Random Thoughts on Instructional Design
The following online learning resources were highlighted at the 2006 MERLOT conference. This list does not contain all of the high-quality materials honored at conference – just the ones that I thought would be of interest to faculty at my Institution.
Summary: “This site provides users with comprehensive and interactive tutorials (containing shockwave animations) on molecule representation and modeling including Lewis Dot representation of organic and inorganic compounds, atomic orbital and hybridization, VSEPR, and molecular orbital theory. The site is extremely versatile in that it can be used as reinforcement for lecture and laboratory for a variety of classes.”
Developers: Patrick Wegner and Andrew Montana, California State University, Fullerton
Summary: ‘“Evolution” is the companion site to the eight-part PBS documentary on Evolution. The site contains multimedia previews of each of the shows in the series as well as interactive tutorials/exercises related to the theme of each show. The eight themes are Darwin’s Dangerous Idea, Great Transformations, Extinction!, The Evolutionary Arms Race, Why Sex, The Mind’s Big Bang, and What About God? In addition, the site contains a library of many different types of web-based materials that support the exploration of this topic. Three different paths can be followed: one on the scientific process, one on evolutionary theory and one on human evolution.’
Developers: Anna Zeiser, Jason J. Hunke, and Karen Cariani, WGBH-Boston
Summary: “This tutorial allows introductory statistics students to see the relationship between sample size and the variability of the sampling distribution of the mean. The site provides applets that simulate the sampling distributions of the sample mean and detailed exercise sheets.”
Developer: Dale Berger, Claremont Graduate University
Summary: “This site contains links to dozens of applets that deal with topics in Basic Math, Beginning Algebra, Intermediate and College Algebra, Statistics, and other areas. The applets combine accurate, carefully presented mathematics with immediate feedback. Many feature a step-by-step tutorial approach, with feedback on correctness and hints being provided at each step in the guided solution of a problem. This tool could be very helpful for remedial activities.”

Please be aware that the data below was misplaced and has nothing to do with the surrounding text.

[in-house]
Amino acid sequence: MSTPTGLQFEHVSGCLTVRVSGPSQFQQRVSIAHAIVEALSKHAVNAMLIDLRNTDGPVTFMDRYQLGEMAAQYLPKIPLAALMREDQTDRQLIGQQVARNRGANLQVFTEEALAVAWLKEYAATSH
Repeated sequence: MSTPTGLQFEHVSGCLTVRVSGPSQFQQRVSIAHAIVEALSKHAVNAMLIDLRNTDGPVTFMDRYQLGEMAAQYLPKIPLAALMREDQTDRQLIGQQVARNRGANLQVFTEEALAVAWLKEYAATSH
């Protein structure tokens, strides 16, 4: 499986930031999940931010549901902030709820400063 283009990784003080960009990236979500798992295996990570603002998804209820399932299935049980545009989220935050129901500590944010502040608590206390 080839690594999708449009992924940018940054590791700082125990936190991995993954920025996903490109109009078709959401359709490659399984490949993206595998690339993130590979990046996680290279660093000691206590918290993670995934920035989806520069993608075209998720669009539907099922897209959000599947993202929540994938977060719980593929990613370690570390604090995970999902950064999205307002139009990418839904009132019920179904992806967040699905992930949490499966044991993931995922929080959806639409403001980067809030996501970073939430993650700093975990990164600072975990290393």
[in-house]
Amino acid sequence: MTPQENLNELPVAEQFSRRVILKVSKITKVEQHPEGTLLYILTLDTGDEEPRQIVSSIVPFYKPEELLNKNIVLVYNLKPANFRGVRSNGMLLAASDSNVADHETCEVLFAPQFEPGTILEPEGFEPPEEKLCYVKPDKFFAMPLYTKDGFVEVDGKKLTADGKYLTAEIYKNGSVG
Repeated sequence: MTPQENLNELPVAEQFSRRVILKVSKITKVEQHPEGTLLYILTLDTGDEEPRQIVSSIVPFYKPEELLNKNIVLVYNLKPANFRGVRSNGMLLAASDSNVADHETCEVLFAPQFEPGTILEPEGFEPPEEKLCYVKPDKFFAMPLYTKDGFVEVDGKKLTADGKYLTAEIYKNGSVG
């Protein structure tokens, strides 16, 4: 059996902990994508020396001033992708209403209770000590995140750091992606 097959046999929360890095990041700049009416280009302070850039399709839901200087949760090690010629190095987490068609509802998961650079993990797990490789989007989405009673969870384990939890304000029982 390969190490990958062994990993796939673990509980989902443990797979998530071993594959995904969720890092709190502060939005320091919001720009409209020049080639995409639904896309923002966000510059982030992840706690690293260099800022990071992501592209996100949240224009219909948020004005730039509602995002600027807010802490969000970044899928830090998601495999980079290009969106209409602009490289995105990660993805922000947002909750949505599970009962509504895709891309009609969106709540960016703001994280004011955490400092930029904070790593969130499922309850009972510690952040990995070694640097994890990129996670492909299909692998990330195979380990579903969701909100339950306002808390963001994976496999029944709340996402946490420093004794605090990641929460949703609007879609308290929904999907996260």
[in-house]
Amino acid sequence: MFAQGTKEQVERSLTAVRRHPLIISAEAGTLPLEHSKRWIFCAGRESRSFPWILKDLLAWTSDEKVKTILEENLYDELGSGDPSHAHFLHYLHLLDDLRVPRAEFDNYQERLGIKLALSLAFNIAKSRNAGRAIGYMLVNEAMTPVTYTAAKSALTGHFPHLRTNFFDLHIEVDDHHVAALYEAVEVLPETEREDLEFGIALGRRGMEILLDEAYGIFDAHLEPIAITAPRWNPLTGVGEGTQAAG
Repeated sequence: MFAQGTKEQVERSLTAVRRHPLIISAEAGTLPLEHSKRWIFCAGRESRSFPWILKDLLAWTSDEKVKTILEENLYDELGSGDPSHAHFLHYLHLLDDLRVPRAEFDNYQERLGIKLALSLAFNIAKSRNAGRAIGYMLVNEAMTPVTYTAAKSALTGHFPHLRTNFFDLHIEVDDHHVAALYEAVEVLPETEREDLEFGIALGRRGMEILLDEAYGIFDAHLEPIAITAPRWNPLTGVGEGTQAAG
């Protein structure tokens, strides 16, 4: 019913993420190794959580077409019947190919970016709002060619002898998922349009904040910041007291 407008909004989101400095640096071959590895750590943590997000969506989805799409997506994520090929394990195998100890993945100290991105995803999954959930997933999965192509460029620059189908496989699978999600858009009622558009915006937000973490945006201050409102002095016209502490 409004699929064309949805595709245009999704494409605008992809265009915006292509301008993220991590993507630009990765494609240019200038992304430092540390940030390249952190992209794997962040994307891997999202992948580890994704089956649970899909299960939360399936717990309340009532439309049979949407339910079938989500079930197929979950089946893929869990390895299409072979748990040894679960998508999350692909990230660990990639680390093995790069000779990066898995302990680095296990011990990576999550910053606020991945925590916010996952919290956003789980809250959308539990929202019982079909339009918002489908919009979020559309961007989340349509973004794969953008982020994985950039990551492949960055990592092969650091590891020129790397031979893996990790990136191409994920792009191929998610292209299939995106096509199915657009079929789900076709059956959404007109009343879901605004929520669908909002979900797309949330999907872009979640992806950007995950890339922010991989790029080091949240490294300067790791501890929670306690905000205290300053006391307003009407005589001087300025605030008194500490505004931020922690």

Developer: Larry Green, Lake Tahoe Community College
Summary: “The simulations on this site provide a number of different ways to study and learn, including through movement of virtual objects, graphs, and manipulating numbers and equations. One of the most fascinating studies involves the virtual circuit simulator. The research work on this simulation indicates that students who use just the simulation have a better conceptual understanding of currents, voltages and currents.”
Developers: Carl Wieman, Noah Finkelstein, Kathy Perkins, and Roy Le Master, University of Colorado
Summary: “The material presented on this site is very flexible with five levels of organization (molecular, cellular, neurological, psychological and social) and three levels of explanation (beginning, intermediate, and advanced). There are diagrams as well as text and several specific information modules that provide for different ways of looking at the materials and different formats.”
Developer: Bruno Dubuc, Canadian Institutes of Health Research
Note: Please review the fair use guidelines on each of the sites if you plan on using any of these tools in your courses.